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NFP Input into Australia’s Humanitarian Program


Thursday, 18th February 2016 at 11:34 am
Lina Caneva, Editor
The community sector has been called on to make submissions on the planning and development of Australia’s Humanitarian Program for 2016-17 – resettling refugees who arrive “lawfully” in Australia. But the Federal Government’s program does…

Thursday, 18th February 2016
at 11:34 am
Lina Caneva, Editor


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NFP Input into Australia’s Humanitarian Program
Thursday, 18th February 2016 at 11:34 am

The community sector has been called on to make submissions on the planning and development of Australia’s Humanitarian Program for 2016-17 – resettling refugees who arrive “lawfully” in Australia.

But the Federal Government’s program does not include “the regional processing arrangements and Australia’s management of the illegal maritime arrival legacy”.

Minister for Immigration and Border Protection Peter Dutton said the consultation process would inform the government’s decision about the size and composition of the program for the next 12 months.

“Since 1947, Australia has welcomed more than 825,000 people from different countries under the Humanitarian Program in response to changing global resettlement needs,” Dutton said.

“The program provides permanent resettlement to those most in need, who are in desperate situations overseas, including in refugee camps and protracted humanitarian situations.”

He said Australia was one of only a small number of countries that operate an annual permanent resettlement program and ranks in the top three resettlement countries each year, along with the United States and Canada.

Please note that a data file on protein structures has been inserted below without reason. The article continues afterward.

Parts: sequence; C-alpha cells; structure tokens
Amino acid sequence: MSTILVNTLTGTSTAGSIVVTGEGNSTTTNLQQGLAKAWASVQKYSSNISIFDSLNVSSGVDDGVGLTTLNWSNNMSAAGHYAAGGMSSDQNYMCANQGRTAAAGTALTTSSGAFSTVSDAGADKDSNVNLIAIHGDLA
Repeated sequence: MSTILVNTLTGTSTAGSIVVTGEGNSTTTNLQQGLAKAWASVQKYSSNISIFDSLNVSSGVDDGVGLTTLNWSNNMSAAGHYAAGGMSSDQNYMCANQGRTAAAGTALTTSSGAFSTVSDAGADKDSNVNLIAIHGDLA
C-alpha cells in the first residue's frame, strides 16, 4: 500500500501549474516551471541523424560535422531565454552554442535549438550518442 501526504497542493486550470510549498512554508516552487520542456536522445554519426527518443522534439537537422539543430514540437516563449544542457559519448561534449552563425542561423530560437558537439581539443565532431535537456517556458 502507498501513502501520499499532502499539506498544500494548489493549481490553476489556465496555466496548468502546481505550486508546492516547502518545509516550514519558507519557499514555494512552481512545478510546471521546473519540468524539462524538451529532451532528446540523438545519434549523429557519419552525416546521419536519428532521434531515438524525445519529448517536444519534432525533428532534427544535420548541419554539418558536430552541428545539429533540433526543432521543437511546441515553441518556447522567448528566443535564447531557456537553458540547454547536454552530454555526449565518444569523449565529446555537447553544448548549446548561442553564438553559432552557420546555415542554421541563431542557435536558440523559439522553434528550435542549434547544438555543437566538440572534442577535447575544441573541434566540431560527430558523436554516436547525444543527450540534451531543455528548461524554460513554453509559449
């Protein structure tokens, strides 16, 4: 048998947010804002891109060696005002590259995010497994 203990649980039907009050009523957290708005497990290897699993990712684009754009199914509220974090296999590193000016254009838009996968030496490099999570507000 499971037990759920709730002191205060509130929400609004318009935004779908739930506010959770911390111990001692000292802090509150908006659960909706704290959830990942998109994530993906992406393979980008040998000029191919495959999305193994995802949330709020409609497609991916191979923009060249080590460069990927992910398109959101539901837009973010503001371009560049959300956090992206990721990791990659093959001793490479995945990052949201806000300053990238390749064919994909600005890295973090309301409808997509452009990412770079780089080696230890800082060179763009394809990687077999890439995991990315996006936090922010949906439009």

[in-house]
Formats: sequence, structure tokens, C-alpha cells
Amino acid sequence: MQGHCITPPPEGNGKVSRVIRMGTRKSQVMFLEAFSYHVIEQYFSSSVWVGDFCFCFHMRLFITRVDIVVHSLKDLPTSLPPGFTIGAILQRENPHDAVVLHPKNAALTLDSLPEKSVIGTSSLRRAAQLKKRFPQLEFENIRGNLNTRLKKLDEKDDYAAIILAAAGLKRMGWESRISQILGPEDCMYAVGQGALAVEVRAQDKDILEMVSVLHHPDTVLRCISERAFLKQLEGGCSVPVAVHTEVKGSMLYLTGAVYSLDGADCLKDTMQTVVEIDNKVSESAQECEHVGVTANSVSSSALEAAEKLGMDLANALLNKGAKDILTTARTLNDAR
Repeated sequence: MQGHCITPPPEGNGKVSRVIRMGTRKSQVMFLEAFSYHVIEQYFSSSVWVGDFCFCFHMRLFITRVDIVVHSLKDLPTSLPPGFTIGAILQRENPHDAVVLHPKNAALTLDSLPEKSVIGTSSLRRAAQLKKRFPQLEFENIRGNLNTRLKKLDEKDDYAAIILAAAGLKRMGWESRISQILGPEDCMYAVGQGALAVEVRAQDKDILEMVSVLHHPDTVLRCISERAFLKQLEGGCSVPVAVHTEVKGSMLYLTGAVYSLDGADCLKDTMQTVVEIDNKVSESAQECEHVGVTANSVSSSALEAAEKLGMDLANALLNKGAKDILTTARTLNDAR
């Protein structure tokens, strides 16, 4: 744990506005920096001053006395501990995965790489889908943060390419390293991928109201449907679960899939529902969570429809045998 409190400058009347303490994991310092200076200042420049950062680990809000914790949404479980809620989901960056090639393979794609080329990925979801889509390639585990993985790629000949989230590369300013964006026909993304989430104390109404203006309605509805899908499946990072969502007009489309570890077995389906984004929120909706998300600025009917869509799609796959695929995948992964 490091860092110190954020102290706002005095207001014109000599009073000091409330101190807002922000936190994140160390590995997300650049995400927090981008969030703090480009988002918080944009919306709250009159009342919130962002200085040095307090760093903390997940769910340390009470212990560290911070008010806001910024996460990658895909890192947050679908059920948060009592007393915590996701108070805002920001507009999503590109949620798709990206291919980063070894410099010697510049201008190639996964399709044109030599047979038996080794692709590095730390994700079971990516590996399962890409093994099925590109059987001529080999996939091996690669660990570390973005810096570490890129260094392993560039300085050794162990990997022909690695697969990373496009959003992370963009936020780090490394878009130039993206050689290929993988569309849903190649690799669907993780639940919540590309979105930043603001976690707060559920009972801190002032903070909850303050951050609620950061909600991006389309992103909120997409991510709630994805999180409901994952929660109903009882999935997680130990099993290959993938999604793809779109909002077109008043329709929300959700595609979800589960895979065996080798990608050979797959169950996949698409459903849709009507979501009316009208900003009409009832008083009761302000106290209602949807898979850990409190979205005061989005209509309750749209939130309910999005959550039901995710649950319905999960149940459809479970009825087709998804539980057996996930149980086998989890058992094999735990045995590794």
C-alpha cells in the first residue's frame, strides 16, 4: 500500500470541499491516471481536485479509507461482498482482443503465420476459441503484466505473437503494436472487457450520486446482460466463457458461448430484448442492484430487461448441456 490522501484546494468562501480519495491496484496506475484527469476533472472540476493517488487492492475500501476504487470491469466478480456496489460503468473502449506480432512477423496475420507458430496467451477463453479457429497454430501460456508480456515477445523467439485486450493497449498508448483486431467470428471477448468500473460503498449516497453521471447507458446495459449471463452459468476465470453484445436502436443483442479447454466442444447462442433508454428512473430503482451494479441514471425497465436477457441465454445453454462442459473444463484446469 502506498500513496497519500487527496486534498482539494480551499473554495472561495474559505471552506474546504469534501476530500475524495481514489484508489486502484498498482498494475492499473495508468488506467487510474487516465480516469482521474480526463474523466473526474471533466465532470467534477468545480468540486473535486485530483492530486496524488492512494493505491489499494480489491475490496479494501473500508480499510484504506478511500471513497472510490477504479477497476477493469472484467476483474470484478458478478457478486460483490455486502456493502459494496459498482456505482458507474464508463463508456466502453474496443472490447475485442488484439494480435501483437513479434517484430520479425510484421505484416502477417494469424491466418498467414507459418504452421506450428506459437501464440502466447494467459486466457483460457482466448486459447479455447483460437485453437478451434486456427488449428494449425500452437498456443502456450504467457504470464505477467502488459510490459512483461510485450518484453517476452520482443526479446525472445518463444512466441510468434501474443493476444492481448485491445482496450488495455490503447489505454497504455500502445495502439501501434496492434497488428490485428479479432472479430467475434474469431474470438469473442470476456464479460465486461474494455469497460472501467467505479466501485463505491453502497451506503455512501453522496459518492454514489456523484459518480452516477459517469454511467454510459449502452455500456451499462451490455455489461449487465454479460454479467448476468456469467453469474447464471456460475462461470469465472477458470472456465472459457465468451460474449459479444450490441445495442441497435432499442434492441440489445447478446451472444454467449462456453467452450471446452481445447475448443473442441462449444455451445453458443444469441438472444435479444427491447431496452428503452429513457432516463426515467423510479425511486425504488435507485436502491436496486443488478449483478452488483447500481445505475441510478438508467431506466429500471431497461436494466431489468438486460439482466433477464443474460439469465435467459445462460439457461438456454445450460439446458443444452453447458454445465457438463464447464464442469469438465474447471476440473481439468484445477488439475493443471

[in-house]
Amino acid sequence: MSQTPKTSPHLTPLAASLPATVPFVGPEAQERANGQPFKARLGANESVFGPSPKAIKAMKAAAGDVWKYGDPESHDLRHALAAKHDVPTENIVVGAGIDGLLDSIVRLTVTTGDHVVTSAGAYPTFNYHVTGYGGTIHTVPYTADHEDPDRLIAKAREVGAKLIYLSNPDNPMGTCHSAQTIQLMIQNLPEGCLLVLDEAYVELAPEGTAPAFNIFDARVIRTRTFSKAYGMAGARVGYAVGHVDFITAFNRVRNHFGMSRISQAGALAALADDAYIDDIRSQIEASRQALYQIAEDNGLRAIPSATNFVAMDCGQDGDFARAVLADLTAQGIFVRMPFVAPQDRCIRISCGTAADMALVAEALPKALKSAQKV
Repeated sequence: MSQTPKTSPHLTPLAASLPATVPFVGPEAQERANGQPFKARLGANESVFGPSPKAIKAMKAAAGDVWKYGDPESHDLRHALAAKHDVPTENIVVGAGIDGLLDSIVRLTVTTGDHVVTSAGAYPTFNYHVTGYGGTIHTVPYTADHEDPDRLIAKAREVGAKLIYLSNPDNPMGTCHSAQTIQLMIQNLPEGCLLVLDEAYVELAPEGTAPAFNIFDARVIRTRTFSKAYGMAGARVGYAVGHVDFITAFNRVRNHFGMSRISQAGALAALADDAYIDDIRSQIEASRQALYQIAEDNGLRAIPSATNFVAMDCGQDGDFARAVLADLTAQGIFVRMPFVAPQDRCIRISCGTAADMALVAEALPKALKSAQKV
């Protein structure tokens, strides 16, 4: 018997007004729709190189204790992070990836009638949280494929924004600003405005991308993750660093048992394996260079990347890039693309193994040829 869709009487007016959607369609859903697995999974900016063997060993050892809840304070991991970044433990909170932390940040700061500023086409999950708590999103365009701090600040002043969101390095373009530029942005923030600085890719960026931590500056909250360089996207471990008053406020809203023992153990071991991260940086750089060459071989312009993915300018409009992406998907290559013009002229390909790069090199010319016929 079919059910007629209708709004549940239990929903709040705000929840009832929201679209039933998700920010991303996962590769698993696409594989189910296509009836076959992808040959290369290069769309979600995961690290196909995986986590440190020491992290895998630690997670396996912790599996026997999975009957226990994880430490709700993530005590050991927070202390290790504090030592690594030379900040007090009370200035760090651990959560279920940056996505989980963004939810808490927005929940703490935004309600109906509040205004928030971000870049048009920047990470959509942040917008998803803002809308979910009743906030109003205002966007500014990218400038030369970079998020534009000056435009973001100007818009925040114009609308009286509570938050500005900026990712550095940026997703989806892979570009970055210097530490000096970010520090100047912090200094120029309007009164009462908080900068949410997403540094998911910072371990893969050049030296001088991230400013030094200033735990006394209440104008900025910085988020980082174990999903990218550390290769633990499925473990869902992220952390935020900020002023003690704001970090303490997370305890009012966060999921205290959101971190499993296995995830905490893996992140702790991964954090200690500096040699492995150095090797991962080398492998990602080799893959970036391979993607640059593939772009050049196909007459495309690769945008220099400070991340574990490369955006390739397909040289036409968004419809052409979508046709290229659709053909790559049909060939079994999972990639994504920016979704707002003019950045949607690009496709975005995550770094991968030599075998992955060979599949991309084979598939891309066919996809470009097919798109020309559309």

“The Government has committed to increase the size of the Humanitarian Program from the current level of 13,750 places up to 16,250 places in 2017-18 and 18,750 places in 2018-19.”

On 9 September 2015, the Government announced an additional 12,000 places to resettle people displaced by conflicts in Syria and lraq.

It has been reported that immigration officials told a Senate Estimates hearing last week that just 26 Syrian refugees had arrived in Australia since the 12,000 intake was announced in September.

“We have released the Humanitarian Programme 2016-17 discussion paper that outlines how the program currently operates and provides information on its management, size and composition over previous years,” Dutton said.

He said however, that regional processing arrangements and Australia’s management of the illegal maritime arrival legacy caseload were not within the scope of this discussion paper.

Submissions are asked to address questions around the proportional split between the Special Humanitarian Program and Refugee categories in the offshore component of its program, and which regions (Africa, Asia or Middle East) should have the most places allocated.

Submissions can be emailed to humanitarian.policy@border.gov.au by Sunday 27 March 2016.


Lina Caneva  |  Editor |  @ProBonoNews

Lina Caneva has been a journalist for more than 35 years, and Editor of Pro Bono Australia News since it was founded in 2000.

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